The National Museum of Natural History has the worlds largest and best documented natural history collections. For over 3 decades the SEM Lab has played a role in the documentation and research on these collections. Just in the last decade over 80,000 images have been captured with the microscopes provided here resulting in literally hundreds of research publications featuring this data. Browse through the following gallery to appreciate the microscopic beauty of our world. To be fair, the electron beam is a monochromatic source. Contrast generation is limited to different levels of gray representing topographical differences as the electron beam is scanned across the surface of the object. Any coloration is artificially rendered subsequent to image capture.
Optical vs. Electron Beam Microscopy
The SEM excels at providing high magnification images with nanometer scale resolution. In light optics resolution is generally accepted to be around 250nm based on the adverage wavelength of visible light. The electron beam however has a wavelength several orders of magnitude smaller than light allowing greater resolving power. Here at NMNH researchers can magnify objects as little as 20 times up to 150,000 times resolving nanometer scale microstructure.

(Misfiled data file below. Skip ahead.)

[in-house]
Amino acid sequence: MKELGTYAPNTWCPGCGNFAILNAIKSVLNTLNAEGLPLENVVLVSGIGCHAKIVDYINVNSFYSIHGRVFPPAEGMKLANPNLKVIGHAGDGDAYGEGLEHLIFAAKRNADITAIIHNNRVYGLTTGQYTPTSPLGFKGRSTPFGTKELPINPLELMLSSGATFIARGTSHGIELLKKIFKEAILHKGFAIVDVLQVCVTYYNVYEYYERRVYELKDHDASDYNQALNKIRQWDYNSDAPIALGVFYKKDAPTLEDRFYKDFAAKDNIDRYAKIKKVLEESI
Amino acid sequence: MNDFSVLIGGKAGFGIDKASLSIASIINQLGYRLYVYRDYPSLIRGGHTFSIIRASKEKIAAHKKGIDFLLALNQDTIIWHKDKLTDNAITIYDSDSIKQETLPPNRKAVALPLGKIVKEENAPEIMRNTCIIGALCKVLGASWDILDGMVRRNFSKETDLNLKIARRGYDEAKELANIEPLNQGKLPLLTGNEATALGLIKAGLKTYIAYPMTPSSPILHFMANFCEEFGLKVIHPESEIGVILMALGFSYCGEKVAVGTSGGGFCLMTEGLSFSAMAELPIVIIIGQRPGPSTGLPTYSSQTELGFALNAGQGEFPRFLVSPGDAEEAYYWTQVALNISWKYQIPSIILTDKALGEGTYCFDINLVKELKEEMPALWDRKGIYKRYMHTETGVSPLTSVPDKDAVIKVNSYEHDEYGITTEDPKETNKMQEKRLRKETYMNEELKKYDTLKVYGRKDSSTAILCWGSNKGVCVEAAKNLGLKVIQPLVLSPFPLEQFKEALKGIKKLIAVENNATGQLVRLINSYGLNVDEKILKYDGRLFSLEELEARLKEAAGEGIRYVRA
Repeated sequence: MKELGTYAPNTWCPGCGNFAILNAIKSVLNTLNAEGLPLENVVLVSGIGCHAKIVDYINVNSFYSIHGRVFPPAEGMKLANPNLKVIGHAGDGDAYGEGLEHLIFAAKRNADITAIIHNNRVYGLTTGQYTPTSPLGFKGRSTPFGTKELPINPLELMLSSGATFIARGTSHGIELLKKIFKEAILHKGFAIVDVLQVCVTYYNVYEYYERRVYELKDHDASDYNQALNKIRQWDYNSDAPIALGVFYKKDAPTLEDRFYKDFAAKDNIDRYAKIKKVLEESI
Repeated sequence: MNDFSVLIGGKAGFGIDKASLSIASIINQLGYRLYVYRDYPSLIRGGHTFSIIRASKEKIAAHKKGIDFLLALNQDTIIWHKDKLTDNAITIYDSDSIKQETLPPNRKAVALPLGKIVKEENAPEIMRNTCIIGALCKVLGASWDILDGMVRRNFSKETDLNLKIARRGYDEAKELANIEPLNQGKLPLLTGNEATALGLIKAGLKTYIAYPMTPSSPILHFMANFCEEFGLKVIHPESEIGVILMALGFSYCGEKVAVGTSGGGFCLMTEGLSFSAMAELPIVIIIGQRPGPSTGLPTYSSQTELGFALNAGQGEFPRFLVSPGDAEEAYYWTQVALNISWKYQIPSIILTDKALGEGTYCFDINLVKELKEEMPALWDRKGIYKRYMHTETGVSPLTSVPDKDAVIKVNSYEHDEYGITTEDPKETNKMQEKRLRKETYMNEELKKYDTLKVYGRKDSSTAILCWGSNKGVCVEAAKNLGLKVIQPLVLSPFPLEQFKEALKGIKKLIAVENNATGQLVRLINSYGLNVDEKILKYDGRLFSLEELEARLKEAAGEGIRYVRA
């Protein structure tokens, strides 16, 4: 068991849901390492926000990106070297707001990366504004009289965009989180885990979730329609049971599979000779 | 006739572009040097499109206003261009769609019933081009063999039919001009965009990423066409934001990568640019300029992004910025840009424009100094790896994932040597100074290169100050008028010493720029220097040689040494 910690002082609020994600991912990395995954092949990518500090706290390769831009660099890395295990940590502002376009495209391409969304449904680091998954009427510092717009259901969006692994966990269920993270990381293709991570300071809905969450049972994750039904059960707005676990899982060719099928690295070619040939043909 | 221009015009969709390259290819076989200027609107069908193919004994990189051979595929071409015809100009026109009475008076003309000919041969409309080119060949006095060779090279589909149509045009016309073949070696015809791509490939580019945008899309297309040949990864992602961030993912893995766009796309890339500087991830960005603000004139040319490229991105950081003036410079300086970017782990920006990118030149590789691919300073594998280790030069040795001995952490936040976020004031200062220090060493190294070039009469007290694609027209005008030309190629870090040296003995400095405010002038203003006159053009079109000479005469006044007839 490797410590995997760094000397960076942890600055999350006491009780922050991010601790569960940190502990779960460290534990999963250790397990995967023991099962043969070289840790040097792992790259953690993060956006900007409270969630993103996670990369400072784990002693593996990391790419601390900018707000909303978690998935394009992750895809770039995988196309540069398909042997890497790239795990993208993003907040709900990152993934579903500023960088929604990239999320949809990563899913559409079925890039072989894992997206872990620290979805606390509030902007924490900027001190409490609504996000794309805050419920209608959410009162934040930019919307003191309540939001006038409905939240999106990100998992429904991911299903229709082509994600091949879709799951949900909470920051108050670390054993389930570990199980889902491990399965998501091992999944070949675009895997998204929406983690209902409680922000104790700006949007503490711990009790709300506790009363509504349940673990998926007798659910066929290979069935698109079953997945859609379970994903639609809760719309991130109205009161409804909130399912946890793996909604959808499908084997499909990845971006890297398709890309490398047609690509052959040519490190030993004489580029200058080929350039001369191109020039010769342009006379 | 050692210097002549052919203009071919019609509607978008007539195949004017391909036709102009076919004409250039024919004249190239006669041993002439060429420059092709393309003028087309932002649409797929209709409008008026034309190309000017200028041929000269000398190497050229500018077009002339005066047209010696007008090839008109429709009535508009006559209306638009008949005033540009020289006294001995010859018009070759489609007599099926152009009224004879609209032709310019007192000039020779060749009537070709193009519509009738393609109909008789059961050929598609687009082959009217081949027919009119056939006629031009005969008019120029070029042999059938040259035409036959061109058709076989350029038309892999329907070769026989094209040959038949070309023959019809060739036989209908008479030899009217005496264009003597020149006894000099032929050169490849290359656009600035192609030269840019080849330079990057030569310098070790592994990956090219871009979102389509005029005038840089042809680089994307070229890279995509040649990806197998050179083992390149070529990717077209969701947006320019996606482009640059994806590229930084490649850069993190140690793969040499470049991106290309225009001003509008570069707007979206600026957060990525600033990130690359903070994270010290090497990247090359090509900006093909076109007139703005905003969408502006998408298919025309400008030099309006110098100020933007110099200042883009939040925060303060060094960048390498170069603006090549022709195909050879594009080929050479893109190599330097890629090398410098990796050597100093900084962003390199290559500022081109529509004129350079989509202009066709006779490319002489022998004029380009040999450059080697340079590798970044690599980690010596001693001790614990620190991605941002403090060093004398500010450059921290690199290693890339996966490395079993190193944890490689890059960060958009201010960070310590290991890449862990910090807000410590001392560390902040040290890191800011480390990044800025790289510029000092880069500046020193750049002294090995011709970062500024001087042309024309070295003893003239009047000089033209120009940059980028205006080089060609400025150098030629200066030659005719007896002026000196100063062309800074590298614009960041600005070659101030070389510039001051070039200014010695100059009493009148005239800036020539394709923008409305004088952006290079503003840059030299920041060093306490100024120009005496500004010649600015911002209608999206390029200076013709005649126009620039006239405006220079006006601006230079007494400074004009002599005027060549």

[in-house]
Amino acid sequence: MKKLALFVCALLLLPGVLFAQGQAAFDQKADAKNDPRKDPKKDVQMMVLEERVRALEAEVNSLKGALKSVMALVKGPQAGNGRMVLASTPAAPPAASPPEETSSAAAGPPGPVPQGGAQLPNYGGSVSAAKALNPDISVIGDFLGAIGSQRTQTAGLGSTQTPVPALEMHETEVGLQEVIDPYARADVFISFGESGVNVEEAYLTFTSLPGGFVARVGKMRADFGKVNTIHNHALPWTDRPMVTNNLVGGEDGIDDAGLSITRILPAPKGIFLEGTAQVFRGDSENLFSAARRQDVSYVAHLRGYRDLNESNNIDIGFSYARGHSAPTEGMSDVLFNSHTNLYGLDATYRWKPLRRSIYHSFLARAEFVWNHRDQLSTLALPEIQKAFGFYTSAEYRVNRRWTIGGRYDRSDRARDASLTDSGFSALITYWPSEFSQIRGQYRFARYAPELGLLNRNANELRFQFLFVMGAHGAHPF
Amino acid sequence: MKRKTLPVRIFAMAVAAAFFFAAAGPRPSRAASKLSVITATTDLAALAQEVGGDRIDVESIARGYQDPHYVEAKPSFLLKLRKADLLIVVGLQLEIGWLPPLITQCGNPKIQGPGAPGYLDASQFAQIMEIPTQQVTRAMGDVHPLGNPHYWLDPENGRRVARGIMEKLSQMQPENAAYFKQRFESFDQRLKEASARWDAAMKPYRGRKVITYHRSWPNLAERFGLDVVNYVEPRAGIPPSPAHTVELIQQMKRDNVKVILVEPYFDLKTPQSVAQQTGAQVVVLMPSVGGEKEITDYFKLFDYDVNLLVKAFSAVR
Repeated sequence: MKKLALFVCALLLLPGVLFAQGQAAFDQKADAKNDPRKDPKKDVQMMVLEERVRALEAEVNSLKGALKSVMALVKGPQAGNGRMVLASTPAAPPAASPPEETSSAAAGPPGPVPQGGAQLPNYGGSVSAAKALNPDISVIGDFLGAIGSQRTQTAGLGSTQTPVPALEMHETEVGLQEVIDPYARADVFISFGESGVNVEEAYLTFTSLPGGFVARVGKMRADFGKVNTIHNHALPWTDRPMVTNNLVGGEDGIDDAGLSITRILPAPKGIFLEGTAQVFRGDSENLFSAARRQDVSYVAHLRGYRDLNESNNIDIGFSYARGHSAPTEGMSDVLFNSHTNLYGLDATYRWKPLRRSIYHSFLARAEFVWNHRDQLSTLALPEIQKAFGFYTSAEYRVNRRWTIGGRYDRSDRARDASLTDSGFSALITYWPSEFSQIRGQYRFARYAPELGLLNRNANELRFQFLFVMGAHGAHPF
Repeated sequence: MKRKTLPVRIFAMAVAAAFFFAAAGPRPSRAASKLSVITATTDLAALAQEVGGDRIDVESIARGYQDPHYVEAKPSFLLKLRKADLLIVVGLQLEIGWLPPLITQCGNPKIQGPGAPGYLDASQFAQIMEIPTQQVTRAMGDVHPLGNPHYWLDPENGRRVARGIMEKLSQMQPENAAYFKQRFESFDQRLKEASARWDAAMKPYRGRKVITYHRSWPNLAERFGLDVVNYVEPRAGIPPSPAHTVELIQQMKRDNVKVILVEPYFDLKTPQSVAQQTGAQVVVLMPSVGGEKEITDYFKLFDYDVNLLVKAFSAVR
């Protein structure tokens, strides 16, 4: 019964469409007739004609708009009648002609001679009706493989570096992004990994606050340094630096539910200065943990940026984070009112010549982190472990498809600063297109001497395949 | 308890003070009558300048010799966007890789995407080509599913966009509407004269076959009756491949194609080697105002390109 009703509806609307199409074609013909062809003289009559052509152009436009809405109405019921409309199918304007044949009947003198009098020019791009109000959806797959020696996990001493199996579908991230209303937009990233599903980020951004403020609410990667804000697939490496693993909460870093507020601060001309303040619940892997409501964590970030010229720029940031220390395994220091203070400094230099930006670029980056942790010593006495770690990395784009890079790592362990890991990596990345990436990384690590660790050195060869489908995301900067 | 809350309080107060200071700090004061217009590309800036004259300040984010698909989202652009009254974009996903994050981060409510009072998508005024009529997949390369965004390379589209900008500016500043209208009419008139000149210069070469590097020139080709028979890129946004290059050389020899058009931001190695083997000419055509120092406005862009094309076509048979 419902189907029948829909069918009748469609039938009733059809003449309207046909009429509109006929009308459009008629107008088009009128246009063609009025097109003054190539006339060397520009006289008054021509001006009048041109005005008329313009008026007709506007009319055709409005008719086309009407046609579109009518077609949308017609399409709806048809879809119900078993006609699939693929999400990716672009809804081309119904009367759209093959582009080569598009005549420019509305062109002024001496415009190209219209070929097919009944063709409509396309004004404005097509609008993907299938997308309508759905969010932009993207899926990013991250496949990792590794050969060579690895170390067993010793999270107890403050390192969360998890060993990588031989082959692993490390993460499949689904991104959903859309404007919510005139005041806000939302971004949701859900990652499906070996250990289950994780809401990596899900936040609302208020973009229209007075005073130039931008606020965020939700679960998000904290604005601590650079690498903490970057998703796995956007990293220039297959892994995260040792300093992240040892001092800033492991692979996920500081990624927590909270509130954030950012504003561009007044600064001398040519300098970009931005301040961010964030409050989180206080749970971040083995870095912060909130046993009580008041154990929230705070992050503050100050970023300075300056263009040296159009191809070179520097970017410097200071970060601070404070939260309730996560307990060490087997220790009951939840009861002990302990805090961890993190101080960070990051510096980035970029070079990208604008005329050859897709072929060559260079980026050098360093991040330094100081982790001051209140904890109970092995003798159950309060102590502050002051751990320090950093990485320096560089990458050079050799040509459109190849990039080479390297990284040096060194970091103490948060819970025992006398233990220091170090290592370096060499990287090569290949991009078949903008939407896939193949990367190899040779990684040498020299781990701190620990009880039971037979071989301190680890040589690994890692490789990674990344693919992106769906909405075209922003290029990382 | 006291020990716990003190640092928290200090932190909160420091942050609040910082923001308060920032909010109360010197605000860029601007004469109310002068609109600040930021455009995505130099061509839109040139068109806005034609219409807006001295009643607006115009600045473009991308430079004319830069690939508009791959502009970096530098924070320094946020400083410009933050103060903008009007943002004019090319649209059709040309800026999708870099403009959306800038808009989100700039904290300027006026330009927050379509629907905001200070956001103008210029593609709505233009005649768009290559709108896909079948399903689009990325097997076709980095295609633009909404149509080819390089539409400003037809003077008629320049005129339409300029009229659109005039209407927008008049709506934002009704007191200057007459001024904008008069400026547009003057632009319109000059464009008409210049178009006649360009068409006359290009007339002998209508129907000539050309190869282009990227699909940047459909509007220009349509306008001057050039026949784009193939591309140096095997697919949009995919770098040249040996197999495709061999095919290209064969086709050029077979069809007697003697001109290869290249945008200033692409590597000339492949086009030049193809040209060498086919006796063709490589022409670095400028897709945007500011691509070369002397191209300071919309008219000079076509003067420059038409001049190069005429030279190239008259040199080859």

Depth of field (DOF) is another limitation of optical systems- as magnification increases, the DOF decreases. As the object is magnified, the slice of information in sharp focus is reduced. The image of the Hairstreak to the right nicely illustrates DOF. The slightly out-of-focus background draws the viewers eye to the sharply focused Hairstreak. In this instance limited DOF is an advantage but when describing a new species one generally wants as much of the object in focus as possible. The SEM has much improved DOF. The following sections should illustrate not only the resolving capability of the SEM but the beauty of the microworld.
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